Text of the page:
Consumption of genuine ferns is unlikely to harm your cat unless she indulges in a particularly greedy serving, and veterinary intervention is rarely required.
If your cat eats an asparagus fern, however, you should contact your veterinarian. Bring a sample of the plant to the clinic to test its toxicity if possible. A quick photo taken with your phone would suffice.
Your veterinarian may rinse your cat’s skin and/or mouth to eradicate all evidence of the plant when you bring her in.
Your veterinarian may also deliver intravenous fluids to treat dehydration caused by excessive vomiting or diarrhoea. Topical treatments with prescription strength can also help with skin irritation.
If your cat consumes any of the ferns listed below, seek medical attention as soon as possible from your local veterinarian or pet clinic.
In the event of an emergency outside of business hours, several veterinarians have emergency phone numbers.
- Asparagus Fern (also known as lace, emerald, or plumosa fern)
- Sprengeri Fern
- Fern Palm
- Sago Palm
- Winter Fern
If you suspect your cat has been poisoned, don’t hesitate to take him to the clinic. Kidney damage is a non-reversible adverse consequence of poisoning. While your cat may live, it may suffer from long-term health problems as a result of the poisoning.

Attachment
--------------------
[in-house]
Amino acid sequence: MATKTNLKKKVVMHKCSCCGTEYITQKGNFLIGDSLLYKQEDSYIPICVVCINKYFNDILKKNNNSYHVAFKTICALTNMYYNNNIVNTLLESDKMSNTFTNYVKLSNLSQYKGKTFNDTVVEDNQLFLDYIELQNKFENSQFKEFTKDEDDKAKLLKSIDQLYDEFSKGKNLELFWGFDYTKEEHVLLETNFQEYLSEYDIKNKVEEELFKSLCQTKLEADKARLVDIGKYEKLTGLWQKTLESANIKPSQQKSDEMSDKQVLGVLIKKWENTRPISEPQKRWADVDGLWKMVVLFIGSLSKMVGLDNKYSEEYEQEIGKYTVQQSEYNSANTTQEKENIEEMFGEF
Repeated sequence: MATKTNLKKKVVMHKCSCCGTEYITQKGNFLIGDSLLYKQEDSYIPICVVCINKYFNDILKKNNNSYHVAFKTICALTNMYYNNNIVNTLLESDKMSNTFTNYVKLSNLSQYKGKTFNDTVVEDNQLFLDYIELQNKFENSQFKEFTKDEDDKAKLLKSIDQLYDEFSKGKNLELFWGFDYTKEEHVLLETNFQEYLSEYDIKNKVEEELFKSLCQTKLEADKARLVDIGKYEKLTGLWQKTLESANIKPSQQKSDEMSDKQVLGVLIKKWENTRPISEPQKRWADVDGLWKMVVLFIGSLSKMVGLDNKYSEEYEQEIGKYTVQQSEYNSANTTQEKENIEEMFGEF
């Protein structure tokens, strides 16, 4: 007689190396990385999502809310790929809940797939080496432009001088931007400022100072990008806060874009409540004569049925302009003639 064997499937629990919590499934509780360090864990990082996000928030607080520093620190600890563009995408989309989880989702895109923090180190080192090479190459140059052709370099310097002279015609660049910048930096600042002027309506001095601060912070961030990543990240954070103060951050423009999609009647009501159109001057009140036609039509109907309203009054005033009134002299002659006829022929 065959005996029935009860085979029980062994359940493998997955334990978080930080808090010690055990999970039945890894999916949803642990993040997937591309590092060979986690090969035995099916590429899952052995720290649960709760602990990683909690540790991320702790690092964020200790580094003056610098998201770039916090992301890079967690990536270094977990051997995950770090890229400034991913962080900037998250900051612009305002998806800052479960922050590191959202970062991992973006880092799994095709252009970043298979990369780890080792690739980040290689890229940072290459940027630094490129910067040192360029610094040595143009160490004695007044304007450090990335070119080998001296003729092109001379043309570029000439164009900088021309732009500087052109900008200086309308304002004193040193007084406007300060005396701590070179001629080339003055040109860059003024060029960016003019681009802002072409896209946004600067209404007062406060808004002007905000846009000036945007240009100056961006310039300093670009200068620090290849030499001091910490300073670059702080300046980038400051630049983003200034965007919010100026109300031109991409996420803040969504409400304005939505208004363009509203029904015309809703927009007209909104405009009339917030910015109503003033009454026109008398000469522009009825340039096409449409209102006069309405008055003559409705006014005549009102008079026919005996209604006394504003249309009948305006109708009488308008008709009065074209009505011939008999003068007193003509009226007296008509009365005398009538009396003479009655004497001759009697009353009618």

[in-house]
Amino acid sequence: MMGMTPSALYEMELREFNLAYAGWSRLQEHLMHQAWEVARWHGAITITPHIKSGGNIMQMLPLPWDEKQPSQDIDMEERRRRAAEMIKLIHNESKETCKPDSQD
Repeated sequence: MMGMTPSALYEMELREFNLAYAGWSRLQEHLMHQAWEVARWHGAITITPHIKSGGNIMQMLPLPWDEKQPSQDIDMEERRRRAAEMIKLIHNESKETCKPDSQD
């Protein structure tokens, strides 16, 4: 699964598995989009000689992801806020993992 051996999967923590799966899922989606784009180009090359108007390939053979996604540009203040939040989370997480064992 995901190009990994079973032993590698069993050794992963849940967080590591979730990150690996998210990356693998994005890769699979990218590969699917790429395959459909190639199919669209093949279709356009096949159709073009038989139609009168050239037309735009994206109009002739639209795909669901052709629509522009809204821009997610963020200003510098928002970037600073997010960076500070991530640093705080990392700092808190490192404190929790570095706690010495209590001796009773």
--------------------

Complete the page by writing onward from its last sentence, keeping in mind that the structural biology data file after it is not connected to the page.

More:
The American Society for the Prevention of Cruelty to Animals has compiled a comprehensive list of plants, including ferns, that are both hazardous and non-toxic to kittens and cats.
You may not have access to veterinarian services if you reside in a very rural place, or you may have a long journey ahead of you.
The procedures below can be taken at home to lessen the consequences of the poisons consumed. Before heading to the vet, complete these things as rapidly as possible.
If you can’t get in touch with a veterinarian, an over-the-phone consultation may be your only alternative. It’s certainly better than nothing.
Freshwater should be used to clean your cat’s mouth.
It’s a positive sign if your cat has vomited because some of the toxins have been cleared. You should urge your cat to vomit if it hasn’t already.
What Happens If Cat Eats Poisonous Fern?
If your cat has eaten a poisonous fern the symptoms will vary from mild to severe, but most of the time the poisoning is treatable.
If your cat eats a fern, he or she may have a variety of reactions ranging from mild to severe.
If your cat eats the leaves of an Asparagus Fern, a common house plant, the leaves are somewhat toxic, but the berries can be deadly.
Stomach ache, drooling, vomiting, and diarrhoea are all likely symptoms for your cat. Your cat could be meowing loudly or seeming strangely calm.
Skin irritation and a burning feeling are also possible side effects of coming into contact with this plant.
If you suspect your cat has eaten a poisonous plant and it is displaying indications of distress, discomfort, or pain, you should seek advice and treatment from a competent veterinarian.
If you know exactly what plant your cat ate, you can take a sample to the vet to determine the source of the illness.
Cats who have eaten hazardous plants are frequently treated by veterinarians. It happens more frequently than you might think.